Arm and Hand Acupressure Points
By Chad Dupuis
Tagged in Bodywork and Basics
Below you will find commonly used acupressure points located on the arms and hands. Acupressure on the arm and hand points aids a number of conditions including headaches, nausea, breathing problems, sinus issues, stress, anxiety and more. For acupressure points on other parts of the body, or for a general introduction to acupressure, please read the appropriate section:
On the Lung meridian, located 1.5 cun above the wrist crease, superior to the styloid process of the radius. Generally found by sliding your finger from the thumb side of your wrist crease over the styloid process and press where sore.
¤ Uses: cold symptoms (sneezing, chills, runny nose), sore throat.
On the Lung meridian, located at the wrist crease on the radial side of the radial artery. Generally found by feeling the pulse in your wrist near the joint and moving your finger towards the thumb.
¤ Uses: cough, asthma, shortness of breath.
On the Pericardium meridian, located on the transverse cubital crease on the ulnar side of the biceps brachii tendon.
Generally found on the elbow joint on the inside of the biceps tendon.
¤ Uses: stomach/digestion issues, anxiety, stuffiness in the chest.
On the Pericardium meridian, located 2 cun above the wrist crease between the tendons of palmaris longus and flexor carpi radialis. Generally found by sliding the finger lightly from the wrist crease between the two tendons in the middle of the arm until it stops and pressing where it is most sore. This is the point where the motion sickness bands are designed to stimulate.
¤ Uses: anxiety, motion sickness, insomnia, nausea, carpal tunnel syndrome.
On the Heart meridian, located at the wrist crease, on the radial side of the flexor carpi ulnaris tendon, between the ulna and the pisiform bones. Generally found by sliding your finger across your wrist crease from the thumb side towards the pinky side and stopping when you hit the bone and pressing where most tender.
¤ Uses: anxiety, insomnia, heart palpitations, depression.
On the Small Intestine meridian, located at the ulnar end of the distal palmar crease proximal to the 5th metacarpal phalangeal joint at the junction of the red & white skin. Generally found by sliding your finger along the outside of your hand towards your pinky finger stopping in the depression before you get to the pinky joint.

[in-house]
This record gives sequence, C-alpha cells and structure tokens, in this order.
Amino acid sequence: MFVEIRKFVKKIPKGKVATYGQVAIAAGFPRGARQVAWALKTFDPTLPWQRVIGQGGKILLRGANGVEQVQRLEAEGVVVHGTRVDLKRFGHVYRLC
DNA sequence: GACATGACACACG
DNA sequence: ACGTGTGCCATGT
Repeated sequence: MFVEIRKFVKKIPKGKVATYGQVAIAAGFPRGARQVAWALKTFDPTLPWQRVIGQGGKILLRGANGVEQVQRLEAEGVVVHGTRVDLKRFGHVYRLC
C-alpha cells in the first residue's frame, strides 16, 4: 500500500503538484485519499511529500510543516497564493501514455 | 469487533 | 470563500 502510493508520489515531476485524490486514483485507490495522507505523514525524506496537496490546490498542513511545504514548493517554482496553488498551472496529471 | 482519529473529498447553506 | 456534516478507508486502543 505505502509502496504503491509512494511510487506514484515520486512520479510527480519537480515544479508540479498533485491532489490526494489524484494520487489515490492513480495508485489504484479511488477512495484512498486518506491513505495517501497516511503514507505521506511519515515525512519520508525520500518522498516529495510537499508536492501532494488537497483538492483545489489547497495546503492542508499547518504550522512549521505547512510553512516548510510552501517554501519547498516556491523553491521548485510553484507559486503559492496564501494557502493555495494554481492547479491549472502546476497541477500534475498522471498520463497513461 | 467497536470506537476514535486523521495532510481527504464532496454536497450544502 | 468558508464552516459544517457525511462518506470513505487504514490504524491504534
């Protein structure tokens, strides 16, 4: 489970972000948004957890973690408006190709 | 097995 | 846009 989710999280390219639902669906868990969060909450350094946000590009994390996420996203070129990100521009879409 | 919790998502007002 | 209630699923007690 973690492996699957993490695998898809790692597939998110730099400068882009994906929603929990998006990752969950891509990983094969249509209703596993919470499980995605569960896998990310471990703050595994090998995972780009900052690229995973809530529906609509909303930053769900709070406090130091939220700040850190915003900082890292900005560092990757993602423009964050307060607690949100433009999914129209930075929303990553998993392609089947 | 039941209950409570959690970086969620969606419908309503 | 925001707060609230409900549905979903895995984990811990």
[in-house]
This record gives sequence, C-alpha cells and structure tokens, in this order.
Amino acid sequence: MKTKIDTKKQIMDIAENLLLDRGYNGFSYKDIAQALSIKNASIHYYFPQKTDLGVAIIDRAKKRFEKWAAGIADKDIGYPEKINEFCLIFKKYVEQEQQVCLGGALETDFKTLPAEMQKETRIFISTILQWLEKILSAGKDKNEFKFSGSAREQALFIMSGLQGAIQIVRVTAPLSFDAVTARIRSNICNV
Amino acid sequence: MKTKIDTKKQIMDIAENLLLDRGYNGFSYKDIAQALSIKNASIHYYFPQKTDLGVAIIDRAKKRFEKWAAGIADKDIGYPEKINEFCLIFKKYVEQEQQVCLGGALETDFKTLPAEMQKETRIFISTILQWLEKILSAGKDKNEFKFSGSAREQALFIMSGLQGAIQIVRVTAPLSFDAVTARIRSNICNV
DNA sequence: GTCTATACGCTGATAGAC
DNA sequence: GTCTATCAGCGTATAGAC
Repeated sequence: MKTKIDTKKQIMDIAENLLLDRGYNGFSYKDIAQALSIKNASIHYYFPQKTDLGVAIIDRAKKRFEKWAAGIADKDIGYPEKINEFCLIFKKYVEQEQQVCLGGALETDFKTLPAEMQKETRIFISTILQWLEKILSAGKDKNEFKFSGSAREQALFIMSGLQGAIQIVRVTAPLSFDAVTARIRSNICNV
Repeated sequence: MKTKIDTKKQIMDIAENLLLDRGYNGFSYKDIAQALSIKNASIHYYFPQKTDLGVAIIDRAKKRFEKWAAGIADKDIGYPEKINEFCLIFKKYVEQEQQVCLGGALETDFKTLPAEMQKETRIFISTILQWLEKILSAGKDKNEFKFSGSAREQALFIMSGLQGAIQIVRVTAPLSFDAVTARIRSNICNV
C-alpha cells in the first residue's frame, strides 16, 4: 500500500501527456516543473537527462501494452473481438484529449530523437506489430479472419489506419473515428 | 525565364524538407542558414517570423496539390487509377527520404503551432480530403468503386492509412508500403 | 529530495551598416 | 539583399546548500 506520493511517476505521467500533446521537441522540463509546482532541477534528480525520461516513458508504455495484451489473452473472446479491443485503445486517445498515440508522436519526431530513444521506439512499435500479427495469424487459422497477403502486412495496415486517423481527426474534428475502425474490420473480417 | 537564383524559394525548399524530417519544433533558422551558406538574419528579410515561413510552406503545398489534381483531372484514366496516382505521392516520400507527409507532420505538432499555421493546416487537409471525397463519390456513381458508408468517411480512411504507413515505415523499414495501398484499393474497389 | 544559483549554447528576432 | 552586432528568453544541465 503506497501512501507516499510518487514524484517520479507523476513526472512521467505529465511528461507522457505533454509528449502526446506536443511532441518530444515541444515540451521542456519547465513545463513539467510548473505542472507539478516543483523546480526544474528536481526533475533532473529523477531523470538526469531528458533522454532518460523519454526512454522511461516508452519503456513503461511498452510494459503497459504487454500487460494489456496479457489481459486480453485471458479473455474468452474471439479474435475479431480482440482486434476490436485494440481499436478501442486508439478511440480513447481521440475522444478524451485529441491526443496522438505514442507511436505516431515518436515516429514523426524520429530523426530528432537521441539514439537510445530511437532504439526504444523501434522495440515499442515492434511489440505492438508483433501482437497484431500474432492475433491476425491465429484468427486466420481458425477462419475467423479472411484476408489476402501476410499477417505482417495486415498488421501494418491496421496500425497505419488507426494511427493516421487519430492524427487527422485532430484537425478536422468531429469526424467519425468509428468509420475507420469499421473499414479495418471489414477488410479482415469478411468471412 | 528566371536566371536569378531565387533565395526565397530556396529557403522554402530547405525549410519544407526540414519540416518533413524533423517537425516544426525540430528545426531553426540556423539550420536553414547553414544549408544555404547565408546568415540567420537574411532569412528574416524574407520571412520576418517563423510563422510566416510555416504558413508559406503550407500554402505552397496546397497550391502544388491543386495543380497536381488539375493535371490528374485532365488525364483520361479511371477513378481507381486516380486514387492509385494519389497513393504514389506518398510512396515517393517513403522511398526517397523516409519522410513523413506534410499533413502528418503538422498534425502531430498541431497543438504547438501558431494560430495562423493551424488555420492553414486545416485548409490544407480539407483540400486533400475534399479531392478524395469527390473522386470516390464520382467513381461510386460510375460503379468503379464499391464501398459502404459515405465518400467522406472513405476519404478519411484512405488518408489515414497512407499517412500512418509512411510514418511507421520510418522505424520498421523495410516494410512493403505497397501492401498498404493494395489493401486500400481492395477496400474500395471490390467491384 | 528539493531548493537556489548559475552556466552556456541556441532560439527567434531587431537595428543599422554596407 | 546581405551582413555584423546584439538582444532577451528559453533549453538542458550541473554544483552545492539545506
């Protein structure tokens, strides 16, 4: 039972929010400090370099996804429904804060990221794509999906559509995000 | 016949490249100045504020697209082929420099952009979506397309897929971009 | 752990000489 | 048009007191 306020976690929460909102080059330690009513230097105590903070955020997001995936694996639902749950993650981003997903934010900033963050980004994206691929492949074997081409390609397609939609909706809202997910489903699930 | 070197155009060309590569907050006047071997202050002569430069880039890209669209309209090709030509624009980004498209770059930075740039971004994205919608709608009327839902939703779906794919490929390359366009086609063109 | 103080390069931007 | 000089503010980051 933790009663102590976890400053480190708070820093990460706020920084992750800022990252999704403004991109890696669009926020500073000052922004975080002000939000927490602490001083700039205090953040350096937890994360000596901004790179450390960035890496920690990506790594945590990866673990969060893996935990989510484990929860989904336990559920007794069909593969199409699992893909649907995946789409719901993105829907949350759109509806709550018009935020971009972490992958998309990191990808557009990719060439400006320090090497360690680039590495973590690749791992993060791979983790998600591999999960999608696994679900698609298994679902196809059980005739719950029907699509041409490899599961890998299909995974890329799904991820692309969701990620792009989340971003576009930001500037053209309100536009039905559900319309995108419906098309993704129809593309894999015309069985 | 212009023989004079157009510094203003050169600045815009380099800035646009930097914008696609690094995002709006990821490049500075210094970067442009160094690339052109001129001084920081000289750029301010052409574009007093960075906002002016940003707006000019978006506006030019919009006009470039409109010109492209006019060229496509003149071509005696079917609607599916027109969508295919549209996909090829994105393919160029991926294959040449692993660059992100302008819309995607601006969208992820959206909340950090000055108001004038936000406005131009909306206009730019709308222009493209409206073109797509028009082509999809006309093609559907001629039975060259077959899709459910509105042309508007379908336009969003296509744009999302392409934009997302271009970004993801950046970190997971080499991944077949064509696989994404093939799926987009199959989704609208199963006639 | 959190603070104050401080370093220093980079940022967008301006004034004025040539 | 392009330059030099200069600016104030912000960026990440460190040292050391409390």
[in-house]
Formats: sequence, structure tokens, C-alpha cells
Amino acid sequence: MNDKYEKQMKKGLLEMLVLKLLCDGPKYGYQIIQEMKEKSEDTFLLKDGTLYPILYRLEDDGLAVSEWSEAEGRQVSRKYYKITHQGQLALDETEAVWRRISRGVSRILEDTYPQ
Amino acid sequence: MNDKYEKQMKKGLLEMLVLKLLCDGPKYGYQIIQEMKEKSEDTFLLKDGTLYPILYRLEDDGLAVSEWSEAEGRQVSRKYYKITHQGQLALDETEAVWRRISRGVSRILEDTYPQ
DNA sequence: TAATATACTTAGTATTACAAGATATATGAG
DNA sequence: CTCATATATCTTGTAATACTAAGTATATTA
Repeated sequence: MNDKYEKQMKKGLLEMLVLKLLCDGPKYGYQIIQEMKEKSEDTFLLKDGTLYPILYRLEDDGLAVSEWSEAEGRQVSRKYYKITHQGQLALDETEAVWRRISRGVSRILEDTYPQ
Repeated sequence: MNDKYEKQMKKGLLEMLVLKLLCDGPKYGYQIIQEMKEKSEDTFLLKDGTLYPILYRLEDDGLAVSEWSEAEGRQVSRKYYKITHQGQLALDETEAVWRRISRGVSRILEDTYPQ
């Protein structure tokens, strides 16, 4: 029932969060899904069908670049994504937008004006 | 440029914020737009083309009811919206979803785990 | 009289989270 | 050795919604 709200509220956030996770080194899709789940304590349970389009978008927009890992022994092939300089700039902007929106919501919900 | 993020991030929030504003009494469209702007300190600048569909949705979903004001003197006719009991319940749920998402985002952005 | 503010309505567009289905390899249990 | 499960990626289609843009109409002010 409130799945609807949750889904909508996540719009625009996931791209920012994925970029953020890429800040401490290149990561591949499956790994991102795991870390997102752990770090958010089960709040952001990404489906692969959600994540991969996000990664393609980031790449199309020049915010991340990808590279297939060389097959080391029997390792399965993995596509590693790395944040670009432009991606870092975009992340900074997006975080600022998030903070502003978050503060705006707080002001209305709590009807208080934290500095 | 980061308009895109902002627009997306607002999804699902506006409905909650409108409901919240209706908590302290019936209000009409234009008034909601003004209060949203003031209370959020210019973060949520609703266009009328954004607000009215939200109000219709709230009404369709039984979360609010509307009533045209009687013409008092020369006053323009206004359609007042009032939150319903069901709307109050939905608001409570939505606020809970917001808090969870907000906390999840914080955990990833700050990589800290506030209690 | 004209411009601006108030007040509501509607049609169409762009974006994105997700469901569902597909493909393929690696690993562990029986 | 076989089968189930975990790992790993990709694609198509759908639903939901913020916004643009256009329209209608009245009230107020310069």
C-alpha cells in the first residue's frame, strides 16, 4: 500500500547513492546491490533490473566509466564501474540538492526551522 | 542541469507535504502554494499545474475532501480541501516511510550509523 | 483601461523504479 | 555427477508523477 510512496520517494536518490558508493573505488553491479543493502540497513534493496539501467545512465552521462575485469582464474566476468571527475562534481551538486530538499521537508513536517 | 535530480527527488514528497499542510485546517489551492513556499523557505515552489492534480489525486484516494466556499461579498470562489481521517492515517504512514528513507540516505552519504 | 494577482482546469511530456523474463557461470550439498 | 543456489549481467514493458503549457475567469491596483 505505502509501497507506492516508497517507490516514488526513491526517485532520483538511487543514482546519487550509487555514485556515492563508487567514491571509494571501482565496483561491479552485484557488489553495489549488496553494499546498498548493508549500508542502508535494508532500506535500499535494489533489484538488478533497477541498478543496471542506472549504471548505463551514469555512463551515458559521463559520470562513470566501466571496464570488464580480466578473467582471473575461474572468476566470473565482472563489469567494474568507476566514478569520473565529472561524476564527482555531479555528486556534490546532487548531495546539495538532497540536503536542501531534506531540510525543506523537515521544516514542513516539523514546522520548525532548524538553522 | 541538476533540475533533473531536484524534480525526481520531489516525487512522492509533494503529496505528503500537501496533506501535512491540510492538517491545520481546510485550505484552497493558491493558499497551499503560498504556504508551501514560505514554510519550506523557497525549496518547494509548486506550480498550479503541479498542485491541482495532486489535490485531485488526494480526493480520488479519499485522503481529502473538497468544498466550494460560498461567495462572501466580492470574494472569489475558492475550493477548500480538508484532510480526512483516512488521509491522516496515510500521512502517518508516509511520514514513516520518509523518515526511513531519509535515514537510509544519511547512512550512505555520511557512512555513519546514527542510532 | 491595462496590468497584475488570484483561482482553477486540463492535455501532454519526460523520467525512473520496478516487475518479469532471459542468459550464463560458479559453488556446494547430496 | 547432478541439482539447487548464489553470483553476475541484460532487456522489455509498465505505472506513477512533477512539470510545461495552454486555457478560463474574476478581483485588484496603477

Uses: neck pain, headaches at the back of the head, earaches, ringing in the ears.
On the Large Intestine meridian, located in the middle of the 2nd metacarpal bone on the radial side. Generally found by sliding your finger from the joint of your index finger towards your wrist stopping in the depression where the thumb and the index finger bones meet and pressing where most tender.
¤ Uses: headaches in the front of the head, pain anywhere, cold symptoms such as runny nose, sneezing, etc. Do not use if pregnant.
On the Large Intestine meridian, located at the lateral end of the transverse cubital crease. Generally found by bending your elbow and looking for the sensitive point where the elbow crease ends on the outside of your arm.
¤ Uses: fever, arm/shoulder pain, diarrhea.
Acupressure Point Sections:
- Note: Acupuncture points are often located by the cun measurement, which is a relative measurement tool.
- You can click on the point names below to find more information about the point and the meridian name to see a graphic of the meridian.
- For particular conditions you can read our conditions treated section which offers some of the more commonly used points for a given condition.
Arm and Hand Acupressure Points
Post Author and Relationships
Authored by: Chad Dupuis on 24 May 2015
Related Blog Posts
- Anxiety With Your Visit to the Dentist? Auricular Acupuncture Shown To Help...
- PC 6 Aids Short Term Stress Induced Memory Loss
- Superficial Japanese Style Needling Compared with TCM Style Electro Acupuncture
- Chinese Herbal Formulas and Self-Help Acupressure for Colds and Flus - Yin Qiao, Gan Mao Ling, ...
- Acupuncture Treatment For Parkinson's Disease with Tuina and Tong Ren Therapy
- Reduction of Insulin Sensitivity from Acupuncture in Diabetes and Obesity
- Moxibustion May Aid Crohn's Disease
- Health Benefits of Drinking Tea
- Stroke Rehabilitation with Acupuncture, Tuina, and Tong Ren Therapy
- Ashi Point Acupuncture Helpful for Acne